So, no app required, and no 'proper phone' that needs an app installed to do this.
Re: I think I speak for most when I say...
Don't worry about it. God thinks that way, too. He hasn't a fucking clue what it all means at the nuts & bolts level because that's the way he designed it. We'd like to think that everything is understandable, but that doesn't mean that's the way things are. It's one of the many reasons I get smashed at the pub several times a week.
Re: Rule No. 1
Very well put, AC@14:30
But if you fancy a proper challenge, try posting that kind of response on The Guardian comments section and you will soon find that the world is full of delusional idealists who imagine that men just need to stop and think to make the world a cosy place. A bit like the 'Slut Walk' ladies who parade around London with their tits hanging out, dreaming that their behaviour will magically transform the behaviour of testosterone-fuelled sociopaths.
Re: I wish my MacBook Pro had a palm rest!
It's not a sharp edge; it's a blunted edge.
I appreciate that some people have delicate skin, but it's not something that I've ever noticed myself as any kind of issue whatsoever. Ever.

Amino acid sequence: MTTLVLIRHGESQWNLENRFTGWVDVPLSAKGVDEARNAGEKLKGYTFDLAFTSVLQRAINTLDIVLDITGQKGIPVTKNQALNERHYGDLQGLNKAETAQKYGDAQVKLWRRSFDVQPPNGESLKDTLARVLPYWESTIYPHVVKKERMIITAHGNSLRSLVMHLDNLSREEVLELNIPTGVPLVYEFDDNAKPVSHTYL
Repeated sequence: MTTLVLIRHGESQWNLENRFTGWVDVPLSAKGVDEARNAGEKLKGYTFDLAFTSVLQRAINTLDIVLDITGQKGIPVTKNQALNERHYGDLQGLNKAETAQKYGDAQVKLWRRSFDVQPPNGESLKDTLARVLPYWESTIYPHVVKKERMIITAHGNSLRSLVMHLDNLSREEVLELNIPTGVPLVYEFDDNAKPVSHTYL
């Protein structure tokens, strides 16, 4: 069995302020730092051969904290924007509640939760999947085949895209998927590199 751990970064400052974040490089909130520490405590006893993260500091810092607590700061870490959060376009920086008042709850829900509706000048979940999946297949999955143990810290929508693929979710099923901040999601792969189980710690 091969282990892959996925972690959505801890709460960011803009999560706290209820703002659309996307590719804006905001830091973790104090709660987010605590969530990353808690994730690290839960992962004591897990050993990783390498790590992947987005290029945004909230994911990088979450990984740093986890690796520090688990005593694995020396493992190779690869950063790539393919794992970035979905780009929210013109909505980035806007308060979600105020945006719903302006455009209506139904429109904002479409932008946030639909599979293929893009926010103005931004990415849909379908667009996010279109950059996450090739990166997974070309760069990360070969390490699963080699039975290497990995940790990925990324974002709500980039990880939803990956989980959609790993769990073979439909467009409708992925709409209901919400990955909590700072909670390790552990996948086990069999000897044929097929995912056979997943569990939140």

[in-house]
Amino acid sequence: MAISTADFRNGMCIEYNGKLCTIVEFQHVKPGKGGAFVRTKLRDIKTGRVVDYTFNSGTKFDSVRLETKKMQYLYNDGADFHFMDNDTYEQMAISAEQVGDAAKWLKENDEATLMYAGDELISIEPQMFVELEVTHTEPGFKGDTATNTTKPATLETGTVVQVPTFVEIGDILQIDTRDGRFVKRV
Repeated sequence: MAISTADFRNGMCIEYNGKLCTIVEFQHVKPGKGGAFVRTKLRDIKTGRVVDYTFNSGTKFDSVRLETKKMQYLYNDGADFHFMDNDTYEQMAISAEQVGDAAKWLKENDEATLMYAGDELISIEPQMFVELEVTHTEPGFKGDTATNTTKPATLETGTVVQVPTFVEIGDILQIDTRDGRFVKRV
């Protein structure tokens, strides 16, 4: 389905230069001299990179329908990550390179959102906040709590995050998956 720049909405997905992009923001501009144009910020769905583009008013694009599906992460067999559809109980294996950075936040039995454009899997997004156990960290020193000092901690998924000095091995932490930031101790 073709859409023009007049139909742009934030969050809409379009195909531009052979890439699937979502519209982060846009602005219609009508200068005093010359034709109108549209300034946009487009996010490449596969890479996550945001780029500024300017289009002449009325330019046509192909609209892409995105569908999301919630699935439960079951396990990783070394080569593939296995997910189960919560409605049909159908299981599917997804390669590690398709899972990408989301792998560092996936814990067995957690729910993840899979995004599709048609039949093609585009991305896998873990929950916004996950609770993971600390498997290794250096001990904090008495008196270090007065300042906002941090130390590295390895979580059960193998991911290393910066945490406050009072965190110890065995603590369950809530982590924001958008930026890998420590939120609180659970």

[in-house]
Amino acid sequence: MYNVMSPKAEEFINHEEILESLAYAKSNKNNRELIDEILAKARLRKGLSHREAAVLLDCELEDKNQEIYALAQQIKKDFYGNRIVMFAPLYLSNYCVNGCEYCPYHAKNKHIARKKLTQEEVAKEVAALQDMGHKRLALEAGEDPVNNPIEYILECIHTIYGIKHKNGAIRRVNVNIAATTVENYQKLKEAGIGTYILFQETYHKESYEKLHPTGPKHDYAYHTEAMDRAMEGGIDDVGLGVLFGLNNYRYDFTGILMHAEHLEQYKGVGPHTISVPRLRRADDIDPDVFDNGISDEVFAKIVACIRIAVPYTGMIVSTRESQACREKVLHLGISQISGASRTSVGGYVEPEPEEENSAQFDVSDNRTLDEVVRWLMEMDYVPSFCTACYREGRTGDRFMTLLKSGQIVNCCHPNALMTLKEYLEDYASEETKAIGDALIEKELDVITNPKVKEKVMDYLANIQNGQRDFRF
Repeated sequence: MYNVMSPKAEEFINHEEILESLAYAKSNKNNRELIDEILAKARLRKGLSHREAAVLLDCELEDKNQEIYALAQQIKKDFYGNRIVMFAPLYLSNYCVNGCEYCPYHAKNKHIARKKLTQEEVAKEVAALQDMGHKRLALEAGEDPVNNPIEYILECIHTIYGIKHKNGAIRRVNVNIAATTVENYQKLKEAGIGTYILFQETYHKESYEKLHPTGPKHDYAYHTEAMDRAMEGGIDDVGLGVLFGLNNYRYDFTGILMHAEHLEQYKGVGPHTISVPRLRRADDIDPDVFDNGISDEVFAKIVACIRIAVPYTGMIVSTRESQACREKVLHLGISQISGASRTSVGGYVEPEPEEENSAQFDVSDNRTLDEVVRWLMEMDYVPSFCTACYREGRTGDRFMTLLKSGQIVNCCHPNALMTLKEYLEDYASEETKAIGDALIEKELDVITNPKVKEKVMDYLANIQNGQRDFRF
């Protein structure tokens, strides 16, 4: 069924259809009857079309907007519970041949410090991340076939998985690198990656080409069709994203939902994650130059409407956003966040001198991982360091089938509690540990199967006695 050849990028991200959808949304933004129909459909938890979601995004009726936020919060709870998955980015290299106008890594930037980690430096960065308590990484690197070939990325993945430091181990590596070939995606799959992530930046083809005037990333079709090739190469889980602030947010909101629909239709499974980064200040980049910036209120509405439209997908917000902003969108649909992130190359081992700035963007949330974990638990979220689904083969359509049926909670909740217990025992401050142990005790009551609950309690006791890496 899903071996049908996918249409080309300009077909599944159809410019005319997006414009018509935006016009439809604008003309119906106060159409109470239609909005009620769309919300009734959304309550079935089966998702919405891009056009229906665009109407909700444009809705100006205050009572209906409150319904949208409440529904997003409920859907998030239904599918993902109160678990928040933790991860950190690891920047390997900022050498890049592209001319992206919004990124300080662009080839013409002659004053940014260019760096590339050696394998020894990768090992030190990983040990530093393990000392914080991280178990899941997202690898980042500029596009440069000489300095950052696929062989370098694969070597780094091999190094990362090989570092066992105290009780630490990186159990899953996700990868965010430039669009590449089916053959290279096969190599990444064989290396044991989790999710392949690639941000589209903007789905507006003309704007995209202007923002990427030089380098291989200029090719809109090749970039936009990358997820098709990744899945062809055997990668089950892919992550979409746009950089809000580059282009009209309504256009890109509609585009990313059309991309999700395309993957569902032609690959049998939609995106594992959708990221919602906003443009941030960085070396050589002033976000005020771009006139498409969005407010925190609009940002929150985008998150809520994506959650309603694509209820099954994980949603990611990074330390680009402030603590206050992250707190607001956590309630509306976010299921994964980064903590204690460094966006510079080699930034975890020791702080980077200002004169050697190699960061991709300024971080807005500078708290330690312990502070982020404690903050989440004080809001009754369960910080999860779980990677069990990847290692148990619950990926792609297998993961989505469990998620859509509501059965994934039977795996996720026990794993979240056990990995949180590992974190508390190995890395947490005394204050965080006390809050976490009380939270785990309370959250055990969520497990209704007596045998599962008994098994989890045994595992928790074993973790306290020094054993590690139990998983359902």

Personally, the clean lines work very well for me. You might benefit from some fluffy wrist cuffs, or a 3rd party wrist cushion for deluxe comfort :-)
OK, I admit it
I'm jealous. There, I said it.
You're wasting your money. I read somewhere in a magazine once that the best way to improve sound quality is simply to adjust all the screw heads in your house so that their slots are aligned vertically. You might need to replace a few Philips screws, of course, but that's a small price to pay for audio bliss.
Who'd have thought it? Competition actually working in the US telecoms market.
Bring it on. Those poor Americans have been raped by their carriers with exorbitant mobile costs for far too many years now.
"There's nothing wrong with the dashboard now. We don't need cars with message updates, email and SMS notifications.
The dashboard should contain only the essentials, speed, fuel, temp.
Anything else should be read out to the driver with text to speech."
The idea is that the dashboard will provide visual information such as mapping like you find already in plenty of inbuilt vehicle satnav systems. As for matters like messages, the idea is that if you want that kind of thing you can have it read out to you. Nobody is going to be so stupid as to design something that's dangerous to use, and the legislators would not allow that to happen in any case.
I imagine that one of its virtues is that the dash will inherently be connected to the vehicle's audio system, so you'll get good quality announcements, and nice easy access to your (or your kids) portable music library.